Orphan Update: Busy Times in Kinigi as Orphans Prepare for Move to DR CongoBy Gorilla Doctors Staff on Friday, September 10th, 2010 in Uncategorized.
This blog was written by Dr. Madga with additional details provided by Dr. Jan.
The past few weeks have proved to be busy at the Kinigi orphan facility as we prepare the mountain gorillas for their move to the Senkwekwe Center in Virunga National Park and the Grauer’s gorillas for their move to Gracein Kasuo.
The gorillas have been enjoying a fair amount of additional enrichment. Their transport crates are set inside their enclosure for them to explore and familiarize with.
A new game of sweet/bitter juice given in small portions by a syringe on the bottom lip has been started each evening and morning. When familiar with this procedure, the gorillas will likely take their oral sedatives on the transfer day. Sounds simple, but it took a fair amount of training for the keepers and gorillas to take the dose of juice in a way which will be useful for medication.
If a gorilla takes the medicine on the tongue (which they invariably try to do) she or he may spit it out if the taste is not enjoyable. On the other hand, if they receive medication on the inner surface of the lower lip, where there are no taste buds, it will smudge all over their big lip before they even taste it. Too late to spit it then and the medication will be easily absorbed!
New keepers have come from DR Congo to spend some weeks in Kinigi in order to meet and build the base for their future relationships with the gorillas. Even if meeting the new people is stressful at the beginning, after few days the gorillas will adjust and start enjoying their new friends.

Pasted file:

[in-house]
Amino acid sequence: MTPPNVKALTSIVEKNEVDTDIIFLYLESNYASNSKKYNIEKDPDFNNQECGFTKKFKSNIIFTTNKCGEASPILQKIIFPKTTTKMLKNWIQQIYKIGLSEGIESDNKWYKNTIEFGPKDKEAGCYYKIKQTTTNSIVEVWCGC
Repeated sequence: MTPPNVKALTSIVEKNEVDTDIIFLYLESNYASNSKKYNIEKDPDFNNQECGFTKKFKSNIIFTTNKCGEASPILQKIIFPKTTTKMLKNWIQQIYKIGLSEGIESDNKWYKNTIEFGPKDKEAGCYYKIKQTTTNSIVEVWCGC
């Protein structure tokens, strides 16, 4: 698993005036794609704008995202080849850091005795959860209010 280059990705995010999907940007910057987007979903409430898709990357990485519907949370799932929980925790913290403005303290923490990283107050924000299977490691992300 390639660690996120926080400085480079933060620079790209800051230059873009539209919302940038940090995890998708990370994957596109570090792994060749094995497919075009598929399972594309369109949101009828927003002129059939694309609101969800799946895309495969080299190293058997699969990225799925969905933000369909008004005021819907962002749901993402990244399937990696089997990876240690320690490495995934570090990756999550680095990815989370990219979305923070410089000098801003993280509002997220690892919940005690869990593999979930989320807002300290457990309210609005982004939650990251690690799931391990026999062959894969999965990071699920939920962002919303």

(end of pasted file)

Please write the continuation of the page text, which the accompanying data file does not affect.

This week most of the Kinigi orphans happily welcomed, a Congolese Wildlife Authority (ICCN) ranger and the head gorilla caretaker at Senkwekwe Center in Virunga National Park. He came from Rumangabo to meet mountain gorilla orphans Maisha and Kaboko before they join Ndeze and Ndakasi, who are under his care at the Senkwekwe Center. Andre has never before worked with Maisha and Kaboko, but the Grauer’s gorillas orphans, especially Pinga and Tumaini, are his old friends.
He helped care for them after they were confiscated in DR Congo years ago. It was amazing to see Pinga, who never welcomes new visitors nicely, to say hello to Andre in a friendly calm manner. She obviously remembered him even after years of separation!
The gorillas are being moved in accordance with the Confiscated Gorilla Scientific Advisory Committee, which is composed of representatives from Rwanda, DR Congo, and Uganda; the Transboundary Secretariate; and the NGO’s participating in gorilla conservation in the area including the Mountain Gorilla Veterinary Project, Dian Fossey Gorilla Fund International, and the International Gorilla Conservation Programme. They are going to semi-free ranging situations where they can learn to be more independent in the forest. The caregivers known to the animals will accompany them for at least the first two to three months to help them with the transition. The ideal end goal is reintroduction to the wild, but this will only be done after careful consideration of their progress on an annual basis.
Gorilla Doctors Eddy and Jacque will continue to provide veterinary care for the mountain gorilla orphans at the Senkwekwe Center, Ndeze and Ndakasi, and soon Maisha and Kaboko. We’ll miss them in Rwanda, but know this is the best situation for these wonderful creatures.